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Gatz v. Board of Trustees of Village of Maywood Police Pension Fund

Court of Appeals of Illinois, First District, Fifth Division

September 20, 2019

TANGEL AGATZ, Plaintiff-Appellant,
v.
THE BOARD OF TRUSTEES OF THE VILLAGE OF MAYWOOD POLICE PENSION FUND, Defendant-Appellee.

          Appeal from the Circuit Court of Cook County. No. 18 CH 8419 Honorable Michael T. Mullen, Judge, Presiding.

          PRESIDING JUSTICE HOFFMAN delivered the judgment of the court, with opinion. Justices Rochford and Delort concurred in the judgment and opinion.

          OPINION

          HOFFMAN PRESIDING JUSTICE

         ¶ 1 The plaintiff, Tangela Gatz, appeals from a judgment of the circuit court of Cook County, which confirmed a decision of the Board of Trustees of the Maywood Police Pension Fund (the Board), denying her application for a surviving spouse's pension pursuant to section 3-112(e) of the Illinois Pension Code (Code)(40 ILCS 5/3-112(e) (West 2016)), based on the death of her husband, Ryan Gatz. (hereinafter referred to as Ryan), a police officer in the employ of the Village of Maywood. For the reasons that follow, we affirm the judgment of the circuit court.

         ¶ 2 Ryan was a member of the Maywood Police Department, having been appointed as a probationary officer on March 19, 2009, and receiving his regular appointment on March 19, 2010. The plaintiff alleged that Ryan died as the result of post-traumatic stress disorder (PTSD) which he developed after an officer-involved shooting on October 25, 2014. The facts of this case are, in relevant part, undisputed. The following factual recitation is taken from the evidence adduced at the hearings on the plaintiffs pension application held before the Board on August 25, 2017 and March 27, 2018.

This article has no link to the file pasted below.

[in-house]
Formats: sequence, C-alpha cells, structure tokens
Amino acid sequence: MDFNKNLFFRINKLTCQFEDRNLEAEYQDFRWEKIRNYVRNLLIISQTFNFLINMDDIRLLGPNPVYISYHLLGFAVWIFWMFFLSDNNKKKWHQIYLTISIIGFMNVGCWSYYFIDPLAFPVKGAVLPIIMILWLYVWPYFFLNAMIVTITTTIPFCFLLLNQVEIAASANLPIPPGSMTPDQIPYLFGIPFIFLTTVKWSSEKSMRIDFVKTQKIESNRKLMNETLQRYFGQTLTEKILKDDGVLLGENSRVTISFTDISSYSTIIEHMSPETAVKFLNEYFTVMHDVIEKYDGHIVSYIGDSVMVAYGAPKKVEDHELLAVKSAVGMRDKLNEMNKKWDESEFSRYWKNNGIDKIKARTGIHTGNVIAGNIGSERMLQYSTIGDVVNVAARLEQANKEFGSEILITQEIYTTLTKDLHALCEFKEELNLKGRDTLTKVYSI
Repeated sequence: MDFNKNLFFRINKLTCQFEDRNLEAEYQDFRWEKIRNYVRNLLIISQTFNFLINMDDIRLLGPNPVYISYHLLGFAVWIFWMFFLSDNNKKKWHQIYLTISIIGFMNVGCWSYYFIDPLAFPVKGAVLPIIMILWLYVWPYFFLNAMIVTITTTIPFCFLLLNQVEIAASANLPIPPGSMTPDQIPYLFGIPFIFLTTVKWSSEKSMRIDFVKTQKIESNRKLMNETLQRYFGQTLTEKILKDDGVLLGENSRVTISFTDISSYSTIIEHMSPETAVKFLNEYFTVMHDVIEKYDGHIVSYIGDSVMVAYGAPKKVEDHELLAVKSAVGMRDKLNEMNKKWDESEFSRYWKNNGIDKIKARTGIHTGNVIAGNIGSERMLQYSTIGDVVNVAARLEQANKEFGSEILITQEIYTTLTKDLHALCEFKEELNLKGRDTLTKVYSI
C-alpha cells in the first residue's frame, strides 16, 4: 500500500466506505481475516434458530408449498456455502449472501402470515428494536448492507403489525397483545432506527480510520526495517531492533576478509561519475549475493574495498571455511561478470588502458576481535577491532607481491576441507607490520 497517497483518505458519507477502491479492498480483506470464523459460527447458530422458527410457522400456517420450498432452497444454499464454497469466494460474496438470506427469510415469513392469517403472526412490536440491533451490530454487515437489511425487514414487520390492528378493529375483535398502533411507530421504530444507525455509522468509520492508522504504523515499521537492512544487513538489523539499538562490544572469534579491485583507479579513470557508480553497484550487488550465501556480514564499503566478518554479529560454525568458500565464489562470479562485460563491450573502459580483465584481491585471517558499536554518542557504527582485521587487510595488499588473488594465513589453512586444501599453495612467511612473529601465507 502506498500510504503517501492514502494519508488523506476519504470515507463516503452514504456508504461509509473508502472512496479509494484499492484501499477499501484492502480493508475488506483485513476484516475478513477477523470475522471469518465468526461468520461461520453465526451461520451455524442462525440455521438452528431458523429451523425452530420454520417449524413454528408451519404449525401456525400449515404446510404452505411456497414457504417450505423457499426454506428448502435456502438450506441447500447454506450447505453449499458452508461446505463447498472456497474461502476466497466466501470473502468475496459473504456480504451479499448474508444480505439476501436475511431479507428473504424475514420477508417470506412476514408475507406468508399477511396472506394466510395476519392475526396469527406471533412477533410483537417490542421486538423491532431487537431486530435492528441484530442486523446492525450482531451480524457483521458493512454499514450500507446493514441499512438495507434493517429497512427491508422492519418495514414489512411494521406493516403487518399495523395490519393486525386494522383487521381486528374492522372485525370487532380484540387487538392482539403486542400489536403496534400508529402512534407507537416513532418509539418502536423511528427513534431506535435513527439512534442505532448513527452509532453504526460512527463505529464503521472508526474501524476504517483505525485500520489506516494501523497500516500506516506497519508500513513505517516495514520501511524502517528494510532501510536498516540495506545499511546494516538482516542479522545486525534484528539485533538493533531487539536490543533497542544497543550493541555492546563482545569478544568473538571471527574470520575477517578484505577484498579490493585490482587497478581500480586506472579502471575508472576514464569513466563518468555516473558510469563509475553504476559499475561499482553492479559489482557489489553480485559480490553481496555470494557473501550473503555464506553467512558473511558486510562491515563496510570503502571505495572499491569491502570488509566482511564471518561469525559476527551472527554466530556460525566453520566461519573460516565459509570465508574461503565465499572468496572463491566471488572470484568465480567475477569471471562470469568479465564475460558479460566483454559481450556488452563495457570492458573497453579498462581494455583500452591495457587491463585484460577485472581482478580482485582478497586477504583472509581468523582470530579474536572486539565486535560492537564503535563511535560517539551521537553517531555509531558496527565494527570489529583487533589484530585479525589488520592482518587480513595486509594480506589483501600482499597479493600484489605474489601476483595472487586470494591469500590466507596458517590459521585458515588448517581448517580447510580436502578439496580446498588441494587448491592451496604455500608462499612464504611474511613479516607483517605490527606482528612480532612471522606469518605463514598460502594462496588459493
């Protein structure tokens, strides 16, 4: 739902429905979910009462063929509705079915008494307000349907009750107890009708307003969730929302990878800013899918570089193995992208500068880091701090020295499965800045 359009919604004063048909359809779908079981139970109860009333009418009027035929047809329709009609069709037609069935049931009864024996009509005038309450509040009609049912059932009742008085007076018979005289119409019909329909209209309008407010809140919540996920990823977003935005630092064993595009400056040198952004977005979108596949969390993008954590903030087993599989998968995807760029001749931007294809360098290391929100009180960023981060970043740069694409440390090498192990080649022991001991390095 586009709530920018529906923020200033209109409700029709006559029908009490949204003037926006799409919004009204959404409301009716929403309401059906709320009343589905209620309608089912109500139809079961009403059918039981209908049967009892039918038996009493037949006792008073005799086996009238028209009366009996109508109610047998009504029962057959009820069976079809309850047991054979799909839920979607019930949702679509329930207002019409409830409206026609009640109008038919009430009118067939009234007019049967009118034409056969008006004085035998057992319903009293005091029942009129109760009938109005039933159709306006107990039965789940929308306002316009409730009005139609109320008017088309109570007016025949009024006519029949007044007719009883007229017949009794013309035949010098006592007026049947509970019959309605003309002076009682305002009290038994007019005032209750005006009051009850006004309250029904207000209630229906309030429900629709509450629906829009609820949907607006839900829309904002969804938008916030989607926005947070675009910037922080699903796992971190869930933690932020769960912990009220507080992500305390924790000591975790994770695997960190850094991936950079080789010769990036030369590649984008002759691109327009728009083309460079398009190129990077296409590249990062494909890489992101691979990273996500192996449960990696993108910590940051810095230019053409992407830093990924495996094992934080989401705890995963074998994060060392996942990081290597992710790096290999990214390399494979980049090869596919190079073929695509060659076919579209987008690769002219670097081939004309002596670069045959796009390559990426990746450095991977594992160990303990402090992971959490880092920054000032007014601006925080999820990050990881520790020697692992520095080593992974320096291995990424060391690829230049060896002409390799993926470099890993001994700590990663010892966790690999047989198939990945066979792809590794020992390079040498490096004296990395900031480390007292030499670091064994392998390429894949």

¶ 3 Certain facts noted by the Board relating to Ryan's medical treatment prior to the October 25, 2014 incident, are relevant to the resolution of this appeal. On November 8, 2004, Ryan was treated at Rush Oak Park Hospital for "severe, acute anxiety." On December 17, 2004, following an incident where Ryan was at home acting unusual while in possession of a firearm, he was taken to Gottlieb Hospital and admitted to the psychiatric ward. The police report of the incident states that Ryan was having problems with narcotics and had consumed numerous prescription drugs and drank nail polish remover. As a result, Ryan was placed on administrative leave from his position with the Cook County Sheriff.

         ¶ 4 The plaintiff testified that she first met Ryan in the fall of 2013. According to the plaintiff, when she first met him, Ryan admitted to being a recovering addict. Over the next six months, the plaintiff never saw Ryan drink alcohol, and the only medication he used was for his blood pressure. She stated that Ryan attended a weekly Alcoholics Anonymous meeting on Friday evenings. Ryan and the plaintiff were married on February 14, 2014. The plaintiff testified that, from the time of their marriage until October 2014, Ryan did not consume alcohol, and he only took his blood pressure medication.